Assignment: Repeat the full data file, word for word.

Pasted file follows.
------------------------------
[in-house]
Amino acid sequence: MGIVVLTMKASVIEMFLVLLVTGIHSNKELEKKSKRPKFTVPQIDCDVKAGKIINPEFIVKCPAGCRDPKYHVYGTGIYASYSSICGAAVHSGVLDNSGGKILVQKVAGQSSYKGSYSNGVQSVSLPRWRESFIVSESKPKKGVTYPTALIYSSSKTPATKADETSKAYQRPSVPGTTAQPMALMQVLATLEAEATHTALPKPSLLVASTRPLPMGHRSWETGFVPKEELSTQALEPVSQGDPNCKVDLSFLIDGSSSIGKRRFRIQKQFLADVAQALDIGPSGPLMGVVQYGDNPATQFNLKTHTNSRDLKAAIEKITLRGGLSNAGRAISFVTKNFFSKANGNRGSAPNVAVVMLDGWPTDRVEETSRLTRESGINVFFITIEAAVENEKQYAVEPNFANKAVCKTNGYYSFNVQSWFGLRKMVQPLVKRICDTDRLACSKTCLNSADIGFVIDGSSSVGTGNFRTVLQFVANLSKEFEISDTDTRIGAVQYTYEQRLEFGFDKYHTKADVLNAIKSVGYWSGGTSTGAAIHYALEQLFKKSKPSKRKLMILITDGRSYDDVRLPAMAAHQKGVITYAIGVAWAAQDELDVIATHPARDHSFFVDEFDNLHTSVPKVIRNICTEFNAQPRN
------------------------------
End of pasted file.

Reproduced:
[in-house]
Amino acid sequence: MGIVVLTMKASVIEMFLVLLVTGIHSNKELEKKSKRPKFTVPQIDCDVKAGKIINPEFIVKCPAGCRDPKYHVYGTGIYASYSSICGAAVHSGVLDNSGGKILVQKVAGQSSYKGSYSNGVQSVSLPRWRESFIVSESKPKKGVTYPTALIYSSSKTPATKADETSKAYQRPSVPGTTAQPMALMQVLATLEAEATHTALPKPSLLVASTRPLPMGHRSWETGFVPKEELSTQALEPVSQGDPNCKVDLSFLIDGSSSIGKRRFRIQKQFLADVAQALDIGPSGPLMGVVQYGDNPATQFNLKTHTNSRDLKAAIEKITLRGGLSNAGRAISFVTKNFFSKANGNRGSAPNVAVVMLDGWPTDRVEETSRLTRESGINVFFITIEAAVENEKQYAVEPNFANKAVCKTNGYYSFNVQSWFGLRKMVQPLVKRICDTDRLACSKTCLNSADIGFVIDGSSSVGTGNFRTVLQFVANLSKEFEISDTDTRIGAVQYTYEQRLEFGFDKYHTKADVLNAIKSVGYWSGGTSTGAAIHYALEQLFKKSKPSKRKLMILITDGRSYDDVRLPAMAAHQKGVITYAIGVAWAAQDELDVIATHPARDHSFFVDEFDNLHTSVPKVIRNICTEFNAQPRN